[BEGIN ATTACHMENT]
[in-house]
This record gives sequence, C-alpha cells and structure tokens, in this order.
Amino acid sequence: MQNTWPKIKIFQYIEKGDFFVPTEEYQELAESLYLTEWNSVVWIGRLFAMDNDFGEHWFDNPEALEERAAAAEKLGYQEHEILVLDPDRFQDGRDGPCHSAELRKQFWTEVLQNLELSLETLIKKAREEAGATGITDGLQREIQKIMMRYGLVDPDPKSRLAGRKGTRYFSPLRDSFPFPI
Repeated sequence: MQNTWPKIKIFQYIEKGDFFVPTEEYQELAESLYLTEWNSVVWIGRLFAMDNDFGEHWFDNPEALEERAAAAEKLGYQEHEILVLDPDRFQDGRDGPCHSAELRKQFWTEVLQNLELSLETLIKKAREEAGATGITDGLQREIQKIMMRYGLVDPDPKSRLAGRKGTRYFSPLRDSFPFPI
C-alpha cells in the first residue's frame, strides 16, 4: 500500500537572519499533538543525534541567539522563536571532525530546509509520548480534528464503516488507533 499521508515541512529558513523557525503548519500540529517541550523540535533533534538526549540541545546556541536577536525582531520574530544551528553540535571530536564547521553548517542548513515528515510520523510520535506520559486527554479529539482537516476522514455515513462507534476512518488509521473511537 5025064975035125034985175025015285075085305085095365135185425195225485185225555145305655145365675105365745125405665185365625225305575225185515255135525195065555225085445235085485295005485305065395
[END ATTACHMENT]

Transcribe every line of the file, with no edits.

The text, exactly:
[in-house]
This record gives sequence, C-alpha cells and structure tokens, in this order.
Amino acid sequence: MQNTWPKIKIFQYIEKGDFFVPTEEYQELAESLYLTEWNSVVWIGRLFAMDNDFGEHWFDNPEALEERAAAAEKLGYQEHEILVLDPDRFQDGRDGPCHSAELRKQFWTEVLQNLELSLETLIKKAREEAGATGITDGLQREIQKIMMRYGLVDPDPKSRLAGRKGTRYFSPLRDSFPFPI
Repeated sequence: MQNTWPKIKIFQYIEKGDFFVPTEEYQELAESLYLTEWNSVVWIGRLFAMDNDFGEHWFDNPEALEERAAAAEKLGYQEHEILVLDPDRFQDGRDGPCHSAELRKQFWTEVLQNLELSLETLIKKAREEAGATGITDGLQREIQKIMMRYGLVDPDPKSRLAGRKGTRYFSPLRDSFPFPI
C-alpha cells in the first residue's frame, strides 16, 4: 500500500537572519499533538543525534541567539522563536571532525530546509509520548480534528464503516488507533 499521508515541512529558513523557525503548519500540529517541550523540535533533534538526549540541545546556541536577536525582531520574530544551528553540535571530536564547521553548517542548513515528515510520523510520535506520559486527554479529539482537516476522514455515513462507534476512518488509521473511537 5025064975035125034985175025015285075085305085095365135185425195225485185225555145305655145365675105365745125405665185365625225305575225185515255135525195065555225085445235085485295005485305065395